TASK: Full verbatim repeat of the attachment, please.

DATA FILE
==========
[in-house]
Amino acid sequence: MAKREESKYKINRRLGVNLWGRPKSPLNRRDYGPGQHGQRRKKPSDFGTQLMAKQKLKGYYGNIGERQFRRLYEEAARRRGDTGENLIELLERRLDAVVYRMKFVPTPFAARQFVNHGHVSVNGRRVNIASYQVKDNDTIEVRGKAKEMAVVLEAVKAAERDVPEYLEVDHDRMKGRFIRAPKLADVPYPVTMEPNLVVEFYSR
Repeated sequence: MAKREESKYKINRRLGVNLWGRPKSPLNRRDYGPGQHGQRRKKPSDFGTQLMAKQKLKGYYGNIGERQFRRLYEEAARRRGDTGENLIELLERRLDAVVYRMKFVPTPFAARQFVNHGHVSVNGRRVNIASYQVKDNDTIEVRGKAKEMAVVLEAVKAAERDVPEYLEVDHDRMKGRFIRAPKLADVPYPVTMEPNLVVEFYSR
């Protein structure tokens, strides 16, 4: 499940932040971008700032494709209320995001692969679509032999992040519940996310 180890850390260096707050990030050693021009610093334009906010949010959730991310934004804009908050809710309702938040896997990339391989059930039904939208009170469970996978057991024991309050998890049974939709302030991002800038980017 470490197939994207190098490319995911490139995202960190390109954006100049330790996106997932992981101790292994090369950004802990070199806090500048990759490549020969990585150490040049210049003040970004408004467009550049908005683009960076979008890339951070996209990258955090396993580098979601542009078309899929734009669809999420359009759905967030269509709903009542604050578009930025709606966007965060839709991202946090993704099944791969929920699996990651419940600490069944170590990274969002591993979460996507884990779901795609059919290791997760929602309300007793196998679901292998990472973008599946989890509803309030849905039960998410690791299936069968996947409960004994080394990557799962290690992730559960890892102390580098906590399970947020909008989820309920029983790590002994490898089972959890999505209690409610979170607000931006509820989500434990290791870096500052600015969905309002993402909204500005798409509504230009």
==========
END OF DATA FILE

[in-house]
Amino acid sequence: MAKREESKYKINRRLGVNLWGRPKSPLNRRDYGPGQHGQRRKKPSDFGTQLMAKQKLKGYYGNIGERQFRRLYEEAARRRGDTGENLIELLERRLDAVVYRMKFVPTPFAARQFVNHGHVSVNGRRVNIASYQVKDNDTIEVRGKAKEMAVVLEAVKAAERDVPEYLEVDHDRMKGRFIRAPKLADVPYPVTMEPNLVVEFYSR
Repeated sequence: MAKREESKYKINRRLGVNLWGRPKSPLNRRDYGPGQHGQRRKKPSDFGTQLMAKQKLKGYYGNIGERQFRRLYEEAARRRGDTGENLIELLERRLDAVVYRMKFVPTPFAARQFVNHGHVSVNGRRVNIASYQVKDNDTIEVRGKAKEMAVVLEAVKAAERDVPEYLEVDHDRMKGRFIRAPKLADVPYPVTMEPNLVVEFYSR
């Protein structure tokens, strides 16, 4: 499940932040971008700032494709209320995001692969679509032999992040519940996310 180890850390260096707050990030050693021009610093334009906010949010959730991310934004804009908050809710309702938040896997990339391989059930039904939208009170469970996978057991024991309050998890049974939709302030991002800038980017 470490197939994207190098490319995911490139995202960190390109954006100049330790996106997932992981101790292994090369950004802990070199806090500048990759490549020969990585150490040049210049003040970004408004467009550049908005683009960076979008890339951070996209990258955090396993580098979601542009078309899929734009669809999420359009759905967030269509709903009542604050578009930025709606966007965060839709991202946090993704099944791969929920699996990651419940600490069944170590990274969002591993979460996507884990779901795609059919290791997760929602309300007793196998679901292998990472973008599946989890509803309030849905039960998410690791299936069968996947409960004994080394990557799962290690992730559960890892102390580098906590399970947020909008989820309920029983790590002994490898089972959890999505209690409610979170607000931006509820989500434990290791870096500052600015969905309002993402909204500005798409509504230009």